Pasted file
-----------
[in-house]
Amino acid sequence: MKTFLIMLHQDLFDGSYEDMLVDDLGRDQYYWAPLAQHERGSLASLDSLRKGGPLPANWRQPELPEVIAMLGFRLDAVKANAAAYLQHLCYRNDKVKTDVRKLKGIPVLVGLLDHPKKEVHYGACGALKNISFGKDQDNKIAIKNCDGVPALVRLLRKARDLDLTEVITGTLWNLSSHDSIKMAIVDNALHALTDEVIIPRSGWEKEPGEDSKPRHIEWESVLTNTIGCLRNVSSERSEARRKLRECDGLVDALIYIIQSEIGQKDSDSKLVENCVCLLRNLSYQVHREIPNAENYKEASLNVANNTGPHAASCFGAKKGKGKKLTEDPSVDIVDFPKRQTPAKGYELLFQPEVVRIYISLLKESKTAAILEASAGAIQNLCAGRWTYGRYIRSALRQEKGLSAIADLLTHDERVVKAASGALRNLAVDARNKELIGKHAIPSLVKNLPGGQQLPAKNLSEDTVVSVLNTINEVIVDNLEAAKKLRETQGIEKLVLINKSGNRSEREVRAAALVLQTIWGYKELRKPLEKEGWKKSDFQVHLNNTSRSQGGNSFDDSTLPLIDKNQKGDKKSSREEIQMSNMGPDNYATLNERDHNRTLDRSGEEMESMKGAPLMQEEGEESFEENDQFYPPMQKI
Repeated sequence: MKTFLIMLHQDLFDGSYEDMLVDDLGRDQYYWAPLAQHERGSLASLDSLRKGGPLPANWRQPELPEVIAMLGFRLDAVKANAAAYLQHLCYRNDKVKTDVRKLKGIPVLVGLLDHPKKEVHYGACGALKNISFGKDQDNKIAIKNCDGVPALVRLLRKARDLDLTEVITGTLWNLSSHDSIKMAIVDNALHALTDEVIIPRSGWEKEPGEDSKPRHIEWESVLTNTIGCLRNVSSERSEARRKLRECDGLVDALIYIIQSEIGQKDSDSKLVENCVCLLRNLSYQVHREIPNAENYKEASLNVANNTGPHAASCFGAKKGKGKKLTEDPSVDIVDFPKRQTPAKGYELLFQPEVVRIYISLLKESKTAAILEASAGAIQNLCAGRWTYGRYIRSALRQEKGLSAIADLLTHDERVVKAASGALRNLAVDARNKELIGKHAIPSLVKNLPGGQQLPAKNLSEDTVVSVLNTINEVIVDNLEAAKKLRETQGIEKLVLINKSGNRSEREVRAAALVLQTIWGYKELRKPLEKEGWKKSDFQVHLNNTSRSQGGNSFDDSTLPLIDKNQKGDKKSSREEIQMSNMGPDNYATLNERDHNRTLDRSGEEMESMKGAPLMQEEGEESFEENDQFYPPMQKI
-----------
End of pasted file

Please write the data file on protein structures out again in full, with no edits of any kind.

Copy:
[in-house]
Amino acid sequence: MKTFLIMLHQDLFDGSYEDMLVDDLGRDQYYWAPLAQHERGSLASLDSLRKGGPLPANWRQPELPEVIAMLGFRLDAVKANAAAYLQHLCYRNDKVKTDVRKLKGIPVLVGLLDHPKKEVHYGACGALKNISFGKDQDNKIAIKNCDGVPALVRLLRKARDLDLTEVITGTLWNLSSHDSIKMAIVDNALHALTDEVIIPRSGWEKEPGEDSKPRHIEWESVLTNTIGCLRNVSSERSEARRKLRECDGLVDALIYIIQSEIGQKDSDSKLVENCVCLLRNLSYQVHREIPNAENYKEASLNVANNTGPHAASCFGAKKGKGKKLTEDPSVDIVDFPKRQTPAKGYELLFQPEVVRIYISLLKESKTAAILEASAGAIQNLCAGRWTYGRYIRSALRQEKGLSAIADLLTHDERVVKAASGALRNLAVDARNKELIGKHAIPSLVKNLPGGQQLPAKNLSEDTVVSVLNTINEVIVDNLEAAKKLRETQGIEKLVLINKSGNRSEREVRAAALVLQTIWGYKELRKPLEKEGWKKSDFQVHLNNTSRSQGGNSFDDSTLPLIDKNQKGDKKSSREEIQMSNMGPDNYATLNERDHNRTLDRSGEEMESMKGAPLMQEEGEESFEENDQFYPPMQKI
Repeated sequence: MKTFLIMLHQDLFDGSYEDMLVDDLGRDQYYWAPLAQHERGSLASLDSLRKGGPLPANWRQPELPEVIAMLGFRLDAVKANAAAYLQHLCYRNDKVKTDVRKLKGIPVLVGLLDHPKKEVHYGACGALKNISFGKDQDNKIAIKNCDGVPALVRLLRKARDLDLTEVITGTLWNLSSHDSIKMAIVDNALHALTDEVIIPRSGWEKEPGEDSKPRHIEWESVLTNTIGCLRNVSSERSEARRKLRECDGLVDALIYIIQSEIGQKDSDSKLVENCVCLLRNLSYQVHREIPNAENYKEASLNVANNTGPHAASCFGAKKGKGKKLTEDPSVDIVDFPKRQTPAKGYELLFQPEVVRIYISLLKESKTAAILEASAGAIQNLCAGRWTYGRYIRSALRQEKGLSAIADLLTHDERVVKAASGALRNLAVDARNKELIGKHAIPSLVKNLPGGQQLPAKNLSEDTVVSVLNTINEVIVDNLEAAKKLRETQGIEKLVLINKSGNRSEREVRAAALVLQTIWGYKELRKPLEKEGWKKSDFQVHLNNTSRSQGGNSFDDSTLPLIDKNQKGDKKSSREEIQMSNMGPDNYATLNERDHNRTLDRSGEEMESMKGAPLMQEEGEESFEENDQFYPPMQKI